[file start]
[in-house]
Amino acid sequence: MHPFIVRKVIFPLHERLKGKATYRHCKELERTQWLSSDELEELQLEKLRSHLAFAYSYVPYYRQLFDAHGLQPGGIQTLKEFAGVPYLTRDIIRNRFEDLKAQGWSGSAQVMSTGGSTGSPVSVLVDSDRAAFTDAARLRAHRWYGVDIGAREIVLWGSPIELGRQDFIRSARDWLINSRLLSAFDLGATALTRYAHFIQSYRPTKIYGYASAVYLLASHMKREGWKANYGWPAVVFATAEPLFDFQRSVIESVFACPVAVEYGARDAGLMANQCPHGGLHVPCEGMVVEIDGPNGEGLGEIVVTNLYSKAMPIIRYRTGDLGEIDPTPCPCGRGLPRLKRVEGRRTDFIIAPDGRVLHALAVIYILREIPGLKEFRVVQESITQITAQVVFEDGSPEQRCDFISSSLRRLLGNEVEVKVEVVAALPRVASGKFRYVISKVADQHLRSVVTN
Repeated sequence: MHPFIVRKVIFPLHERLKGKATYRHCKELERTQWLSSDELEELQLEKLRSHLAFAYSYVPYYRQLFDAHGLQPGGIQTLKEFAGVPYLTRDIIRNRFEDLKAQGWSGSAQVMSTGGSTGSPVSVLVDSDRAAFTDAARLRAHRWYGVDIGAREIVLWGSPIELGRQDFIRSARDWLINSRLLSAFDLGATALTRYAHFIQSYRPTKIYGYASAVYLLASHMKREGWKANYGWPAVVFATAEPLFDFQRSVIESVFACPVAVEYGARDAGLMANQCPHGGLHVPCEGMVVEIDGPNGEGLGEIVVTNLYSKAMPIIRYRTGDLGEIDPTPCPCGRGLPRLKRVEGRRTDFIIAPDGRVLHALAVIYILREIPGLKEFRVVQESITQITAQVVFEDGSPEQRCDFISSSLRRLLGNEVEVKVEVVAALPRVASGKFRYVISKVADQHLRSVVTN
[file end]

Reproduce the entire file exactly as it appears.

[in-house]
Amino acid sequence: MHPFIVRKVIFPLHERLKGKATYRHCKELERTQWLSSDELEELQLEKLRSHLAFAYSYVPYYRQLFDAHGLQPGGIQTLKEFAGVPYLTRDIIRNRFEDLKAQGWSGSAQVMSTGGSTGSPVSVLVDSDRAAFTDAARLRAHRWYGVDIGAREIVLWGSPIELGRQDFIRSARDWLINSRLLSAFDLGATALTRYAHFIQSYRPTKIYGYASAVYLLASHMKREGWKANYGWPAVVFATAEPLFDFQRSVIESVFACPVAVEYGARDAGLMANQCPHGGLHVPCEGMVVEIDGPNGEGLGEIVVTNLYSKAMPIIRYRTGDLGEIDPTPCPCGRGLPRLKRVEGRRTDFIIAPDGRVLHALAVIYILREIPGLKEFRVVQESITQITAQVVFEDGSPEQRCDFISSSLRRLLGNEVEVKVEVVAALPRVASGKFRYVISKVADQHLRSVVTN
Repeated sequence: MHPFIVRKVIFPLHERLKGKATYRHCKELERTQWLSSDELEELQLEKLRSHLAFAYSYVPYYRQLFDAHGLQPGGIQTLKEFAGVPYLTRDIIRNRFEDLKAQGWSGSAQVMSTGGSTGSPVSVLVDSDRAAFTDAARLRAHRWYGVDIGAREIVLWGSPIELGRQDFIRSARDWLINSRLLSAFDLGATALTRYAHFIQSYRPTKIYGYASAVYLLASHMKREGWKANYGWPAVVFATAEPLFDFQRSVIESVFACPVAVEYGARDAGLMANQCPHGGLHVPCEGMVVEIDGPNGEGLGEIVVTNLYSKAMPIIRYRTGDLGEIDPTPCPCGRGLPRLKRVEGRRTDFIIAPDGRVLHALAVIYILREIPGLKEFRVVQESITQITAQVVFEDGSPEQRCDFISSSLRRLLGNEVEVKVEVVAALPRVASGKFRYVISKVADQHLRSVVTN